Characters. Storyline tends to force setting, and characters to force storyline, so I suppose the characters demand that a certain world be built to house them. Once those traits are settled, I try to be sensible in putting mountains and jungles in plausible places, making the cities different from each other, and having some idea what the political climate is. For instance, though it hasn’t come up yet, I am aware that the king once had his bacon saved by a former street urchin who managed to claw his way up to advisor, and therefore he requires all the schools and guilds to admit not fewer than one (though no more than five on the nation’s nickels) impoverished student a year. This is important to Gazriel’s past in several different ways, most of them offscreen.

Q: If one of your books became a movie, which celebrities would you like to star as your main characters?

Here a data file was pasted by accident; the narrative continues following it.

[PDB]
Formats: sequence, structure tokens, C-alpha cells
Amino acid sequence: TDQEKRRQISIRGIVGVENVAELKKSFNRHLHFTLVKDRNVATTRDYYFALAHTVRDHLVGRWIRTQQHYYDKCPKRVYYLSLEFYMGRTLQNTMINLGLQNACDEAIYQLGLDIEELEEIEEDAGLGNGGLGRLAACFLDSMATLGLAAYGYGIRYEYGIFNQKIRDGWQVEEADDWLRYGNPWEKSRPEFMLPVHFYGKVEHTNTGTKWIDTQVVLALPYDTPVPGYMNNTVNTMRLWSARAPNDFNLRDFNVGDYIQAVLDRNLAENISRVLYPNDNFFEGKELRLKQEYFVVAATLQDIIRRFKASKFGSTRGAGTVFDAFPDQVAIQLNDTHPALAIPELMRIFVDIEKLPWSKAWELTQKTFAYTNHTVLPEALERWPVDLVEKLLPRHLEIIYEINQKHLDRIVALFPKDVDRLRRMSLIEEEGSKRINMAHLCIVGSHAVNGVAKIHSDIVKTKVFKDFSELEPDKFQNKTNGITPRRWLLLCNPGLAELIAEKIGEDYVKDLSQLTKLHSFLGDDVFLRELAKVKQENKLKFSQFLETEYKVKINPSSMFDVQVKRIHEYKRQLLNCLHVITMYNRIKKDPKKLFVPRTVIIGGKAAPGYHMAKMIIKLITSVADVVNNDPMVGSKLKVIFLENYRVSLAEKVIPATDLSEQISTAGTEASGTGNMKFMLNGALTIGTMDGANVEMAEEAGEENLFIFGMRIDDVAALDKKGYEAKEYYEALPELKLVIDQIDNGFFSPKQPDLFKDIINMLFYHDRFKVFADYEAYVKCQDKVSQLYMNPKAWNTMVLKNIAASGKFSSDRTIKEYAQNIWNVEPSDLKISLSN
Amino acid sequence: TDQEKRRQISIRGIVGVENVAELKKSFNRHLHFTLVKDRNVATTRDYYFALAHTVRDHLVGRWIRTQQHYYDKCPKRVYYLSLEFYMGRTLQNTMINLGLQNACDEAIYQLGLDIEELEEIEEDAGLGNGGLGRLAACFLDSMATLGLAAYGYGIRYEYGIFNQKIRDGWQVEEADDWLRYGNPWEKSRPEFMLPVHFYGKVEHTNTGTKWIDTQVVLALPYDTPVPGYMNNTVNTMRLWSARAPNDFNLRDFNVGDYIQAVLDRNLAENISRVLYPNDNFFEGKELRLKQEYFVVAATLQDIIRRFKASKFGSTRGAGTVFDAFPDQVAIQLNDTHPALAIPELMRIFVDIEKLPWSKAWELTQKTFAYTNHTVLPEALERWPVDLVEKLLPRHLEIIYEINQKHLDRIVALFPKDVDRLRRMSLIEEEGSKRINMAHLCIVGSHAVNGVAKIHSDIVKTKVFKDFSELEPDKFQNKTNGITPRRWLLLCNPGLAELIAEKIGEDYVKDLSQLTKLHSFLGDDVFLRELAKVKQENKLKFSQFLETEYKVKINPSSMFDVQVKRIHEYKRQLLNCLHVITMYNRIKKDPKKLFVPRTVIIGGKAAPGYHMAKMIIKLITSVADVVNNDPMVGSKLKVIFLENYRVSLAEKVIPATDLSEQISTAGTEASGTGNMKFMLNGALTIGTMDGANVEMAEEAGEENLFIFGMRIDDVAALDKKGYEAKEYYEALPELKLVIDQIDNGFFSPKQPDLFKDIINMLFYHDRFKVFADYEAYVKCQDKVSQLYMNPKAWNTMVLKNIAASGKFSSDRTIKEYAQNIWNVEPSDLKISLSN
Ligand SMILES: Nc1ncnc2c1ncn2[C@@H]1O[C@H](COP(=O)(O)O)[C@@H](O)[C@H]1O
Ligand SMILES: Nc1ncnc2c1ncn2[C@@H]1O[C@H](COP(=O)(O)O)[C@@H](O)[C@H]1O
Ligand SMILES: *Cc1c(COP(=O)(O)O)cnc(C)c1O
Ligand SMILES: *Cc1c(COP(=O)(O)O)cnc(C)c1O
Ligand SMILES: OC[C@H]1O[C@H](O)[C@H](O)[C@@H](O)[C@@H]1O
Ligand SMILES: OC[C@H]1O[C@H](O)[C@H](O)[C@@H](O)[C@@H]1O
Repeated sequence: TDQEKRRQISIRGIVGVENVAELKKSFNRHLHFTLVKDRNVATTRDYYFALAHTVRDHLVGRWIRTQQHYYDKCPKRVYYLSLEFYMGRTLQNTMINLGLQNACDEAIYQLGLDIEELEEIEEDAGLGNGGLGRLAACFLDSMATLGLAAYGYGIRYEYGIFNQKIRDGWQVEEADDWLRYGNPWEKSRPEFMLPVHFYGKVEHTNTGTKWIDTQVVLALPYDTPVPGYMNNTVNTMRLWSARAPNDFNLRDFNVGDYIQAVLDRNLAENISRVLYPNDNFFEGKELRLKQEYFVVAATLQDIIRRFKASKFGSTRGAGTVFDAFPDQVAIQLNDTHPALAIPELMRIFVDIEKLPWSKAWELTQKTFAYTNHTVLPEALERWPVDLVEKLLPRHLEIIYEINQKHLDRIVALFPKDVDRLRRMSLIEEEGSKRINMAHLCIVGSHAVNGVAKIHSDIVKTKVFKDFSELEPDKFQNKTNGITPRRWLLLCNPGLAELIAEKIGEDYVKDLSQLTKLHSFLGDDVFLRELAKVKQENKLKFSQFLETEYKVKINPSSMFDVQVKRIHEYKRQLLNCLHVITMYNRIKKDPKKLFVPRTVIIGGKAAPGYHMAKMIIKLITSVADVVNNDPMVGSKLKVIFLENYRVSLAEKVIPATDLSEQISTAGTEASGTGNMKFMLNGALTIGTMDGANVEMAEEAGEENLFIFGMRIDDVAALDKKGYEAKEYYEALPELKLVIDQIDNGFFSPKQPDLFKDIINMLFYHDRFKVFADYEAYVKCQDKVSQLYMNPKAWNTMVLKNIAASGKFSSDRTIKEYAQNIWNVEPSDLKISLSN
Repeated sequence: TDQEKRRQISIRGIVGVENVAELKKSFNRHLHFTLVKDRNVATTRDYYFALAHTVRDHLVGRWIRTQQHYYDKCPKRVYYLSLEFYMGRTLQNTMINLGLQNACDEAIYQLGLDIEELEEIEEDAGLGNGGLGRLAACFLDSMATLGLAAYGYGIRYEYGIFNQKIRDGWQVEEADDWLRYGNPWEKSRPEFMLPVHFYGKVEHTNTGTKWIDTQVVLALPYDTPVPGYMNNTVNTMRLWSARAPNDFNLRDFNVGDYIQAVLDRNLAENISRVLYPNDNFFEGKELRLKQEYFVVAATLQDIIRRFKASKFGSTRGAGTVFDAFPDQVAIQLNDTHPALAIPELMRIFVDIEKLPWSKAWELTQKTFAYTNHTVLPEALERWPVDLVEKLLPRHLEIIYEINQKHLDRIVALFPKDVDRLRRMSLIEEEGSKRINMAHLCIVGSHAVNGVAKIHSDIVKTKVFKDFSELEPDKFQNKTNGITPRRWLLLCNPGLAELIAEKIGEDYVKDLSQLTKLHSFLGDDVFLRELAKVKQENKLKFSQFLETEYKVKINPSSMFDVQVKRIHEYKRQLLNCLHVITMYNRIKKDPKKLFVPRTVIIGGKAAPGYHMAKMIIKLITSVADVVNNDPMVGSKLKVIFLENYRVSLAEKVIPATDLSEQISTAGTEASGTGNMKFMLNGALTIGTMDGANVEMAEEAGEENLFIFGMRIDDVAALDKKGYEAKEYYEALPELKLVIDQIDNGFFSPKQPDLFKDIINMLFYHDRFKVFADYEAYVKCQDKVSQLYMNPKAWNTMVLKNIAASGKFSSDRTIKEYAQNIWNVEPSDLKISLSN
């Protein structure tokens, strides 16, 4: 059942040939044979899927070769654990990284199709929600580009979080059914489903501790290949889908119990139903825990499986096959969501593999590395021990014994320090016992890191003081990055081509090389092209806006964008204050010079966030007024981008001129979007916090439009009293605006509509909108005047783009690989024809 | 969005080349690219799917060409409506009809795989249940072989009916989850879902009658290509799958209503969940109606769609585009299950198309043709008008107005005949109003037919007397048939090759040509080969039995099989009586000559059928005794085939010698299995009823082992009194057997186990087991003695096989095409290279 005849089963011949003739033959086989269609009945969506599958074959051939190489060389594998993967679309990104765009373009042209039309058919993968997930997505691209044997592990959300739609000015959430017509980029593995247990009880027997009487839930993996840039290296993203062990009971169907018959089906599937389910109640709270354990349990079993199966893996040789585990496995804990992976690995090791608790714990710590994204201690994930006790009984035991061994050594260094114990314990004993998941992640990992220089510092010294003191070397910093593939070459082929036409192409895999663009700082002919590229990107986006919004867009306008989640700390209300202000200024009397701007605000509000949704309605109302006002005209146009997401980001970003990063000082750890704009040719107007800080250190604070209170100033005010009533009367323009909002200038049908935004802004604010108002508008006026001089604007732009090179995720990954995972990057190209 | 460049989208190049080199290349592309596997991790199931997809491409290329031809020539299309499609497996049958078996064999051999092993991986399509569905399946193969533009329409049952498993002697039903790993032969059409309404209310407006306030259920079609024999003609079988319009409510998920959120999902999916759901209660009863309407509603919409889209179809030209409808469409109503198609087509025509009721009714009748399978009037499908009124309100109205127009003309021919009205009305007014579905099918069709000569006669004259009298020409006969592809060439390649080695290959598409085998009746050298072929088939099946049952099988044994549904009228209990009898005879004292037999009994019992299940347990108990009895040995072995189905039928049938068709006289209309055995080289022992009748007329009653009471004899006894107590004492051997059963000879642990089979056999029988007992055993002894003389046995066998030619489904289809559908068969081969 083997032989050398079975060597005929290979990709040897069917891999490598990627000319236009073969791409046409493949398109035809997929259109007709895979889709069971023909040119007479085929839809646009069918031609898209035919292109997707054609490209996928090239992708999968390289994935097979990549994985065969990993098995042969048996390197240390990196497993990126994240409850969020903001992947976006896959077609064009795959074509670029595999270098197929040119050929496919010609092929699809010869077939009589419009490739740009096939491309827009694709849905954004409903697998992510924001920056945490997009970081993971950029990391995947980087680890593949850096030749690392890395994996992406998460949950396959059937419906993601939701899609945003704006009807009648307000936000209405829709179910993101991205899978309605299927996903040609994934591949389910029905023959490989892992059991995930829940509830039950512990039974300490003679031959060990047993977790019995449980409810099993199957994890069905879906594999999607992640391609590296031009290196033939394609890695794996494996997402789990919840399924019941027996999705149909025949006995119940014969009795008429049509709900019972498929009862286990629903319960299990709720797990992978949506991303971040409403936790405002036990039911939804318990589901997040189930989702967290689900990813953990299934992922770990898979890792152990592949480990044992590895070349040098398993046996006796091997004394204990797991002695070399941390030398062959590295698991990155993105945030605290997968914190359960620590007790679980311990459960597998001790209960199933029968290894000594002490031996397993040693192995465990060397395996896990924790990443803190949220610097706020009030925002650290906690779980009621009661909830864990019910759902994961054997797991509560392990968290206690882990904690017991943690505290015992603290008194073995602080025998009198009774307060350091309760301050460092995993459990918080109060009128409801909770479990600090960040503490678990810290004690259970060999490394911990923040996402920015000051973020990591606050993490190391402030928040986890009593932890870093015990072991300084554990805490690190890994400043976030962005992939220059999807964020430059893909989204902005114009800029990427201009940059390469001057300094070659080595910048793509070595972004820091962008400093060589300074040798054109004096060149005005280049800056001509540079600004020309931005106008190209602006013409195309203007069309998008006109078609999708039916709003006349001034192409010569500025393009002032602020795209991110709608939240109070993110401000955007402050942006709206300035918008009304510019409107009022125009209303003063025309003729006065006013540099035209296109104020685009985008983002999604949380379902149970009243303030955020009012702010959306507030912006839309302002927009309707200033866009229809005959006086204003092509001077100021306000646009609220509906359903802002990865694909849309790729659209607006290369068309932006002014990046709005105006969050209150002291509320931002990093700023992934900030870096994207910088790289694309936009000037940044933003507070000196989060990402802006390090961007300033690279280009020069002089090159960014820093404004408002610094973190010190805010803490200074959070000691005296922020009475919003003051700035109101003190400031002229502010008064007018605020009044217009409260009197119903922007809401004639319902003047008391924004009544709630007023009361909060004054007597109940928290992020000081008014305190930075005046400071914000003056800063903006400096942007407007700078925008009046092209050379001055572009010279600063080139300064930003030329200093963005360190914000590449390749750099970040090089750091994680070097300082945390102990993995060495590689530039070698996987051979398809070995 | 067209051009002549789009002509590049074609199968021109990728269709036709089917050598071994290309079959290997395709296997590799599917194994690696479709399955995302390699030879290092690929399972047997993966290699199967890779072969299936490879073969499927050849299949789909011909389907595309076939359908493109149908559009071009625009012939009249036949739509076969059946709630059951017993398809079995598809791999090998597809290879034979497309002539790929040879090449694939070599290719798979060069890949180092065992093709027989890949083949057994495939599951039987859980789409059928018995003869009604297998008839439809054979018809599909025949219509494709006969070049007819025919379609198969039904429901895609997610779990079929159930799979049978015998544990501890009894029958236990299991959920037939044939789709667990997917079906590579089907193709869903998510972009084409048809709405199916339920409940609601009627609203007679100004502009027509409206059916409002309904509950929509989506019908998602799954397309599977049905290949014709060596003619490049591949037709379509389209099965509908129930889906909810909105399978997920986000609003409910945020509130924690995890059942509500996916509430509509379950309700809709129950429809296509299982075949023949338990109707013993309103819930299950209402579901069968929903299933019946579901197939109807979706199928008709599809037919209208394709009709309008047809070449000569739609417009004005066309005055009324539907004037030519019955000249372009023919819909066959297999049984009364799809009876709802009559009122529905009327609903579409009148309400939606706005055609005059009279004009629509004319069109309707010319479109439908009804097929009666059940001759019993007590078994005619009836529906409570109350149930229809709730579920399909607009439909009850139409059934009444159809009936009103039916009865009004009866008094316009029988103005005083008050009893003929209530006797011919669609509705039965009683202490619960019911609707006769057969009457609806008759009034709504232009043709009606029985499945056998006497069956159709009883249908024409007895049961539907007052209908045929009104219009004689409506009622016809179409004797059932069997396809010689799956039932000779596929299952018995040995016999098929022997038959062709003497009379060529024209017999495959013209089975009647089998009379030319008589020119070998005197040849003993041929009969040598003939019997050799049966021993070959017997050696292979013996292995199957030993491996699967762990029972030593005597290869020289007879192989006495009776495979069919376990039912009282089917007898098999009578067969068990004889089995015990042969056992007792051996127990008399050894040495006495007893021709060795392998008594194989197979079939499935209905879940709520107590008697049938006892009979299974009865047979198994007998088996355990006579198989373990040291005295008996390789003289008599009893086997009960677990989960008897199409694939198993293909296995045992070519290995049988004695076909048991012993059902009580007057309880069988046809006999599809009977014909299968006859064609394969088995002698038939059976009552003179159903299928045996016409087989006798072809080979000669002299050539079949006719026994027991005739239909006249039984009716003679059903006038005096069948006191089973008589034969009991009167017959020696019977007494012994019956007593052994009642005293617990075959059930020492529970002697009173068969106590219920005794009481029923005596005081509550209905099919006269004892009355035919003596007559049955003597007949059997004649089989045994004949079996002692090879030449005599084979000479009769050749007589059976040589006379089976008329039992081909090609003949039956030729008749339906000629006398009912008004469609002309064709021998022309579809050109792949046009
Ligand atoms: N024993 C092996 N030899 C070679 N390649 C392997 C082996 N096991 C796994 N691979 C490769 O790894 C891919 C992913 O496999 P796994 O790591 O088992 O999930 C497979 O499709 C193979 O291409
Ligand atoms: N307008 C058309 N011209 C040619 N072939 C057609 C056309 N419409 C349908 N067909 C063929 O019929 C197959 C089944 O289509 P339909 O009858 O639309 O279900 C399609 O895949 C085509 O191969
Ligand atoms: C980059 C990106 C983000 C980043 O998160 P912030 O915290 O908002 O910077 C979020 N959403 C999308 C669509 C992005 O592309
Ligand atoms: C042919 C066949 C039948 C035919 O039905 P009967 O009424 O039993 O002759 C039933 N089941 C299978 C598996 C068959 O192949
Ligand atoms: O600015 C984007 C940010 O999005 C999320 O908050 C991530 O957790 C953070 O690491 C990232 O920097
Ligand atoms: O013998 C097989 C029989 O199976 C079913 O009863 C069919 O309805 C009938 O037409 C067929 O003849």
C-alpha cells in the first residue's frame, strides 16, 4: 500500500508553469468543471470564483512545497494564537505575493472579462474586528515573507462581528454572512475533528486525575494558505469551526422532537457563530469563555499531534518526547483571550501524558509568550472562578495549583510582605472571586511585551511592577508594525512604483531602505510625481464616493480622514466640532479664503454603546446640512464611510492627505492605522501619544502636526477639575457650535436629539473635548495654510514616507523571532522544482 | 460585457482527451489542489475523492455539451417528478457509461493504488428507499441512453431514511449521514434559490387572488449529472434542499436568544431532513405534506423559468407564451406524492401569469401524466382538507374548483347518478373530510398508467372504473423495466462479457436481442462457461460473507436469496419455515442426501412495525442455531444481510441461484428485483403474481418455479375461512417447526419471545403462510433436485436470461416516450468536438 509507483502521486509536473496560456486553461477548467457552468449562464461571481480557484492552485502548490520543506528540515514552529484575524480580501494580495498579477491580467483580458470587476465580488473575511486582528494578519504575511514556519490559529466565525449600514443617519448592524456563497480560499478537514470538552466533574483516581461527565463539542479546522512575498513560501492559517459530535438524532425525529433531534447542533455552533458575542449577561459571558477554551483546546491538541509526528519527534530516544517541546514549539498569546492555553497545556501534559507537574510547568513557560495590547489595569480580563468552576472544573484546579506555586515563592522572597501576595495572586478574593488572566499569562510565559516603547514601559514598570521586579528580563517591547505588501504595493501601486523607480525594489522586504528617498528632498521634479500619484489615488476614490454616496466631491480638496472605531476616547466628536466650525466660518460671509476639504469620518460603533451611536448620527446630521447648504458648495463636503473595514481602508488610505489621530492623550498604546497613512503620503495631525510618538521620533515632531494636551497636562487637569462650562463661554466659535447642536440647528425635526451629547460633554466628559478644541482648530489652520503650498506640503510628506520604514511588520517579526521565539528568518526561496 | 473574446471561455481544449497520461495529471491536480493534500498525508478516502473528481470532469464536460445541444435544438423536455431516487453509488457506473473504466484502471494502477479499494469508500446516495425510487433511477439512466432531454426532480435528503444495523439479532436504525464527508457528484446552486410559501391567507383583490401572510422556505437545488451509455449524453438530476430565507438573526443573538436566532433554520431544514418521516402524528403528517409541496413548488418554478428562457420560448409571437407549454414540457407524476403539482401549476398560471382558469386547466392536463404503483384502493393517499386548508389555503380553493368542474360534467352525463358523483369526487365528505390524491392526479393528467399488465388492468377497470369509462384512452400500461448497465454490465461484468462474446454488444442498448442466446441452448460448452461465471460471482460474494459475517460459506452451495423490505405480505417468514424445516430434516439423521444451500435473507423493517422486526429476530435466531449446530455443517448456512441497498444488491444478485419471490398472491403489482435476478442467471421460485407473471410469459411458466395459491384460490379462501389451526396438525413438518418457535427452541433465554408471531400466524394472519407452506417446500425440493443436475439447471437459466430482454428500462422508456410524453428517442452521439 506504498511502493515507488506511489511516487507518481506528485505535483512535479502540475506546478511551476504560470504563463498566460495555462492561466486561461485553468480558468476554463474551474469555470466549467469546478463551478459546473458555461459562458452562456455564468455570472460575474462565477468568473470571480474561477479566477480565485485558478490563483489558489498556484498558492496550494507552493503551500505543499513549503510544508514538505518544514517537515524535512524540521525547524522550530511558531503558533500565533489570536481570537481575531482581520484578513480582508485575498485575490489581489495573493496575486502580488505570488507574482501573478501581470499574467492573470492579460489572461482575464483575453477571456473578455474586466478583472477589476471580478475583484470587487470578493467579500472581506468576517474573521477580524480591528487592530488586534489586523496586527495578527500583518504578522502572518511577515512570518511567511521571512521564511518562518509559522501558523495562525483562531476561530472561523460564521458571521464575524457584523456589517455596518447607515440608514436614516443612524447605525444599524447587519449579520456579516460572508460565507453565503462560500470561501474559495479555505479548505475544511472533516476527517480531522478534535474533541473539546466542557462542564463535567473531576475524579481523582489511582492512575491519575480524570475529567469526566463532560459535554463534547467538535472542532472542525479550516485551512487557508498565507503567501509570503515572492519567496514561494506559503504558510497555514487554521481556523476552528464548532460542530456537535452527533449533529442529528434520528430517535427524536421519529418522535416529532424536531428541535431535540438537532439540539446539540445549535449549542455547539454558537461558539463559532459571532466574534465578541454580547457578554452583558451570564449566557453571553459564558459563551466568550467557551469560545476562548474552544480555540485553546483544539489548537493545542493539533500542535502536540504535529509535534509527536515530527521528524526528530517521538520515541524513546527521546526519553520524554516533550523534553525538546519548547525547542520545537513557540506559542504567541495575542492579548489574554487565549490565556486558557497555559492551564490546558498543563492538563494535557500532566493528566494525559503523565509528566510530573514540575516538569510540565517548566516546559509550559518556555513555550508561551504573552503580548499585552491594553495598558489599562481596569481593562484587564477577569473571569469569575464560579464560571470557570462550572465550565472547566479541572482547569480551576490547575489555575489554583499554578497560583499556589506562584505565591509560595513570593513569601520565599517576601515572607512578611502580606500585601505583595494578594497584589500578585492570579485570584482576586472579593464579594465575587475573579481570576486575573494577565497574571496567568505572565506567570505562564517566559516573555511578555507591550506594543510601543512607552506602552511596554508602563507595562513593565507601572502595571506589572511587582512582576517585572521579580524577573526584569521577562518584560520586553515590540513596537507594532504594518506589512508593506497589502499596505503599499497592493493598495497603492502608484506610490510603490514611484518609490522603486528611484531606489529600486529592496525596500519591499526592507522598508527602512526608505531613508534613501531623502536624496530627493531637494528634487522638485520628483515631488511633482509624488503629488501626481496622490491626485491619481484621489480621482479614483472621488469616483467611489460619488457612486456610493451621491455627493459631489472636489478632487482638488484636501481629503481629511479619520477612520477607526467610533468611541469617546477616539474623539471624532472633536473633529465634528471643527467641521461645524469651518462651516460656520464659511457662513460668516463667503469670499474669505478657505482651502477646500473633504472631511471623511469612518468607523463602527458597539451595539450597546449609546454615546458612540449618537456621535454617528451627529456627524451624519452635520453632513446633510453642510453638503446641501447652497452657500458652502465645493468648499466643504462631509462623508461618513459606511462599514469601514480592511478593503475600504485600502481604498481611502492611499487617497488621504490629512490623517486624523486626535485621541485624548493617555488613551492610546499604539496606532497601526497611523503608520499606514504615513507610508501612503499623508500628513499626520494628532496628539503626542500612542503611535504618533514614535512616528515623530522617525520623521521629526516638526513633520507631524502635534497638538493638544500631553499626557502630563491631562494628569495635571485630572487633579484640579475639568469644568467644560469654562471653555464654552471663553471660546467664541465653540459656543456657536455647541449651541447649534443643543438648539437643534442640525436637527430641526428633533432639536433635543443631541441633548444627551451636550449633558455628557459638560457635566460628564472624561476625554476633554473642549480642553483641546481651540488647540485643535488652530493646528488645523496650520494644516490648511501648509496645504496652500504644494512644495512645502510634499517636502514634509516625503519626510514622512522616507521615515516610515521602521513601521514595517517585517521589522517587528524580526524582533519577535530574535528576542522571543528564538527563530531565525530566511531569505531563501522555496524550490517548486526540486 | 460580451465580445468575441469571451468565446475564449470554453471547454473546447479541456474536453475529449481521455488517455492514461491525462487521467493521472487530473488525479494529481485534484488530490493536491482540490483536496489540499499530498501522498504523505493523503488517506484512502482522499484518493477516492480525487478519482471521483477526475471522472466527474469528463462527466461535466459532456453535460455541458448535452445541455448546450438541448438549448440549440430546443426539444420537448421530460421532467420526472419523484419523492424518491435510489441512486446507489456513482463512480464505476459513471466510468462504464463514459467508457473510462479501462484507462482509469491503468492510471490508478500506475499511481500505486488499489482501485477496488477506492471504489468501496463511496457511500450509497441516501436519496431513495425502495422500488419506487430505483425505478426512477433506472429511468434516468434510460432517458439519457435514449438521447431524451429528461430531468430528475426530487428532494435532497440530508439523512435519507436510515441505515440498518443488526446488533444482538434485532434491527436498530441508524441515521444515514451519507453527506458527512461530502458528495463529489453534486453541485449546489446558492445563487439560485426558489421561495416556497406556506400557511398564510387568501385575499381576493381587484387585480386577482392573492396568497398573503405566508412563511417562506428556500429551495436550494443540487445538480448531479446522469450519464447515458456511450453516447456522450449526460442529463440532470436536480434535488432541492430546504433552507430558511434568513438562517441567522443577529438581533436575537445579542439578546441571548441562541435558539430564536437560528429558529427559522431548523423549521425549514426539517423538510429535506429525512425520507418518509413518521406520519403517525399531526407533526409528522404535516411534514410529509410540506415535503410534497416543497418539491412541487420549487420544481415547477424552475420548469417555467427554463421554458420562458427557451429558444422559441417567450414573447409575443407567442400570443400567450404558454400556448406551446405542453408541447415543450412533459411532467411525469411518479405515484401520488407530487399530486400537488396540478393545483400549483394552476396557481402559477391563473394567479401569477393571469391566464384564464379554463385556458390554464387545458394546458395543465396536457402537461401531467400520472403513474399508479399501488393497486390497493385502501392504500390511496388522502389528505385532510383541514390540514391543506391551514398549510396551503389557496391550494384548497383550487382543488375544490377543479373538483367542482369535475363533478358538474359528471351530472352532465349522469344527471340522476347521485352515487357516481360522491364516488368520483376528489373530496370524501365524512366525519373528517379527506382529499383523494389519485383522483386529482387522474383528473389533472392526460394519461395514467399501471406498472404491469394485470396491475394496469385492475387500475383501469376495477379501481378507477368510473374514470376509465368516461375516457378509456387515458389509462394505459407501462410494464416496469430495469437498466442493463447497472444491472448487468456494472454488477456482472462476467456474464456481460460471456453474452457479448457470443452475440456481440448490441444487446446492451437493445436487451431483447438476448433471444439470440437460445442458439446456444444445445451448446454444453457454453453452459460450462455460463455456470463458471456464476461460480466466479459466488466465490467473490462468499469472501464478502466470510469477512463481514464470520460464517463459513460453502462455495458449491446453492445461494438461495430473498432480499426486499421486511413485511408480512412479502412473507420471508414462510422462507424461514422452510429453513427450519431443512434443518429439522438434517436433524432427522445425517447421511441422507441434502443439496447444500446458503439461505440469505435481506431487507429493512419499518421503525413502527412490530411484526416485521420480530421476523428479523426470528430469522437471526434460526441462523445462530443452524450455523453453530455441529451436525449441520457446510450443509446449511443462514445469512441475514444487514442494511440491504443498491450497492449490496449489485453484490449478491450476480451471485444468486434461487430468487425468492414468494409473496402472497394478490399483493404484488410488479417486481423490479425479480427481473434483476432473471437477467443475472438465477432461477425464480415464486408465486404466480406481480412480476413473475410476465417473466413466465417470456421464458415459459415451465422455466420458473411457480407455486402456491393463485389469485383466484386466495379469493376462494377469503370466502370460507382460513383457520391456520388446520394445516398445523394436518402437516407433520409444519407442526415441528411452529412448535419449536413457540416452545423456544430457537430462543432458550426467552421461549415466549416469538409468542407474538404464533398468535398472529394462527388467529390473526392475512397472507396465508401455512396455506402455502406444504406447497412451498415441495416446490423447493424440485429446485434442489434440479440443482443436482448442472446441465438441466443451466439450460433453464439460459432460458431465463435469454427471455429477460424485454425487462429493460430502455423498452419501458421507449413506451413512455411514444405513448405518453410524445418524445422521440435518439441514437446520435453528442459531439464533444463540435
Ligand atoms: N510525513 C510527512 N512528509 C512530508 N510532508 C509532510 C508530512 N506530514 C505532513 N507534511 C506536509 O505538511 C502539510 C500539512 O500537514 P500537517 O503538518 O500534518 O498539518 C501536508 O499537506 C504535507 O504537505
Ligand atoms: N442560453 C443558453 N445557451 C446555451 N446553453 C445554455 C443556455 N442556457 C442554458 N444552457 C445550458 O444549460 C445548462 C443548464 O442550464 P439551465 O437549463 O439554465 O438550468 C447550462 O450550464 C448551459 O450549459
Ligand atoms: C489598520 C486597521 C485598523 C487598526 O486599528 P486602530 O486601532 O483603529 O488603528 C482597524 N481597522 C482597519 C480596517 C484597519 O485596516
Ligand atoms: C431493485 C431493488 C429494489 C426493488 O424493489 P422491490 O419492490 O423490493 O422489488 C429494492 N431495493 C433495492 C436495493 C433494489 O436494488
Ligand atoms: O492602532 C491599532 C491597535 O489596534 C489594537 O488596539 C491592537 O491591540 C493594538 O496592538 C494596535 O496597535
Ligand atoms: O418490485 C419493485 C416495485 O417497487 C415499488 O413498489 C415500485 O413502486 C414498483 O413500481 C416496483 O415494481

That’s actually rather tricky. Neither looks much like any currently available celebrity. You might be able to cobble a reasonable Gazriel out of Elijah Wood or Seth Green, with tinted contacts and some deft makeupping. Right now we don’t seem to have an action hero who looks at all like Turak, though Jason Momoa might be close. They’re more the sort of person you find on old pulp-fiction covers than the sort of person that’s easy to cast in live-action movies. Would animation be a valid option? I would love to do these books as a graphic novel, for that matter.

Fire and Water, on the other hand, is relatively easy to cast. Ideally the dragon would be voiced by Patrick Stewart, and Sir Campion could be well-played by Justin Chambers.

Q: What do you have coming next? Anything you want to tell us?

I’m working more or less simultaneously on several scenes from Spellslayer 3, a spinoff prequel sort of thing, and a story in the same world that might make a good submission to a Halloween anthology. No, I’m not an organized, outlining, scheduled sort of writer. Whenever I try to be, life tends to whack me in the face with a salted codfish.

Q: If you came with a warning label, what would it say?

Does anyone remember the one the PMRC suggested years ago? Okay, that one’s probably overkill. “Caution: Contents Misleadingly Packaged” might about cover the matter.

Q: What else would you like readers to know about you or your work?